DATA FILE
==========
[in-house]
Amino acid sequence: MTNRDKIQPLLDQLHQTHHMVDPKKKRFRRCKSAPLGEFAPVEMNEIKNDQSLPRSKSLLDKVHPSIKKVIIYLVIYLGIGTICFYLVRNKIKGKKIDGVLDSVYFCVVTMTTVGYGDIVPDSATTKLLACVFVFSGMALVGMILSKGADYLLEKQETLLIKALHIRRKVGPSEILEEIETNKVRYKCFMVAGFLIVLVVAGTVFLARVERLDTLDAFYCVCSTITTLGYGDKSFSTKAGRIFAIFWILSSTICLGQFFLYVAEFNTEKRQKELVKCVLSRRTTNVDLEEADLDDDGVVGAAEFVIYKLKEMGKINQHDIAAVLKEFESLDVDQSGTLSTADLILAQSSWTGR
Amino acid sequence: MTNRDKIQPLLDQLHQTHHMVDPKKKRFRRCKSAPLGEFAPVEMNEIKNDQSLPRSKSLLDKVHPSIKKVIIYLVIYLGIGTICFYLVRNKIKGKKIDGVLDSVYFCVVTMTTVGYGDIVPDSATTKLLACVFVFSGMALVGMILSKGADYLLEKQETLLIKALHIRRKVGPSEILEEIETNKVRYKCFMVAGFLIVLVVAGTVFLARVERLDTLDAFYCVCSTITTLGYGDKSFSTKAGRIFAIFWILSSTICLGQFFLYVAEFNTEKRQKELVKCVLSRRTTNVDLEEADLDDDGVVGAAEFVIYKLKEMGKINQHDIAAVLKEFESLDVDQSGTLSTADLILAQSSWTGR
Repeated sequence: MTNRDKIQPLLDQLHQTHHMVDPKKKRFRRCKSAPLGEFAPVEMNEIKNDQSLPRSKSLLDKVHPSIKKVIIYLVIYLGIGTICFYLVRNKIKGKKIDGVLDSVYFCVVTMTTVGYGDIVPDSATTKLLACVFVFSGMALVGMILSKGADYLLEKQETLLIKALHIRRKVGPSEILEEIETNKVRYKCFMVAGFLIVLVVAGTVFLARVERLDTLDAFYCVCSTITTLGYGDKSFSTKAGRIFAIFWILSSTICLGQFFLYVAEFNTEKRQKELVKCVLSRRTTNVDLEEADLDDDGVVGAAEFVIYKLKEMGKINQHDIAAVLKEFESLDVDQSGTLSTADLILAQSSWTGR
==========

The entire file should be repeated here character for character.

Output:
[in-house]
Amino acid sequence: MTNRDKIQPLLDQLHQTHHMVDPKKKRFRRCKSAPLGEFAPVEMNEIKNDQSLPRSKSLLDKVHPSIKKVIIYLVIYLGIGTICFYLVRNKIKGKKIDGVLDSVYFCVVTMTTVGYGDIVPDSATTKLLACVFVFSGMALVGMILSKGADYLLEKQETLLIKALHIRRKVGPSEILEEIETNKVRYKCFMVAGFLIVLVVAGTVFLARVERLDTLDAFYCVCSTITTLGYGDKSFSTKAGRIFAIFWILSSTICLGQFFLYVAEFNTEKRQKELVKCVLSRRTTNVDLEEADLDDDGVVGAAEFVIYKLKEMGKINQHDIAAVLKEFESLDVDQSGTLSTADLILAQSSWTGR
Amino acid sequence: MTNRDKIQPLLDQLHQTHHMVDPKKKRFRRCKSAPLGEFAPVEMNEIKNDQSLPRSKSLLDKVHPSIKKVIIYLVIYLGIGTICFYLVRNKIKGKKIDGVLDSVYFCVVTMTTVGYGDIVPDSATTKLLACVFVFSGMALVGMILSKGADYLLEKQETLLIKALHIRRKVGPSEILEEIETNKVRYKCFMVAGFLIVLVVAGTVFLARVERLDTLDAFYCVCSTITTLGYGDKSFSTKAGRIFAIFWILSSTICLGQFFLYVAEFNTEKRQKELVKCVLSRRTTNVDLEEADLDDDGVVGAAEFVIYKLKEMGKINQHDIAAVLKEFESLDVDQSGTLSTADLILAQSSWTGR
Repeated sequence: MTNRDKIQPLLDQLHQTHHMVDPKKKRFRRCKSAPLGEFAPVEMNEIKNDQSLPRSKSLLDKVHPSIKKVIIYLVIYLGIGTICFYLVRNKIKGKKIDGVLDSVYFCVVTMTTVGYGDIVPDSATTKLLACVFVFSGMALVGMILSKGADYLLEKQETLLIKALHIRRKVGPSEILEEIETNKVRYKCFMVAGFLIVLVVAGTVFLARVERLDTLDAFYCVCSTITTLGYGDKSFSTKAGRIFAIFWILSSTICLGQFFLYVAEFNTEKRQKELVKCVLSRRTTNVDLEEADLDDDGVVGAAEFVIYKLKEMGKINQHDIAAVLKEFESLDVDQSGTLSTADLILAQSSWTGR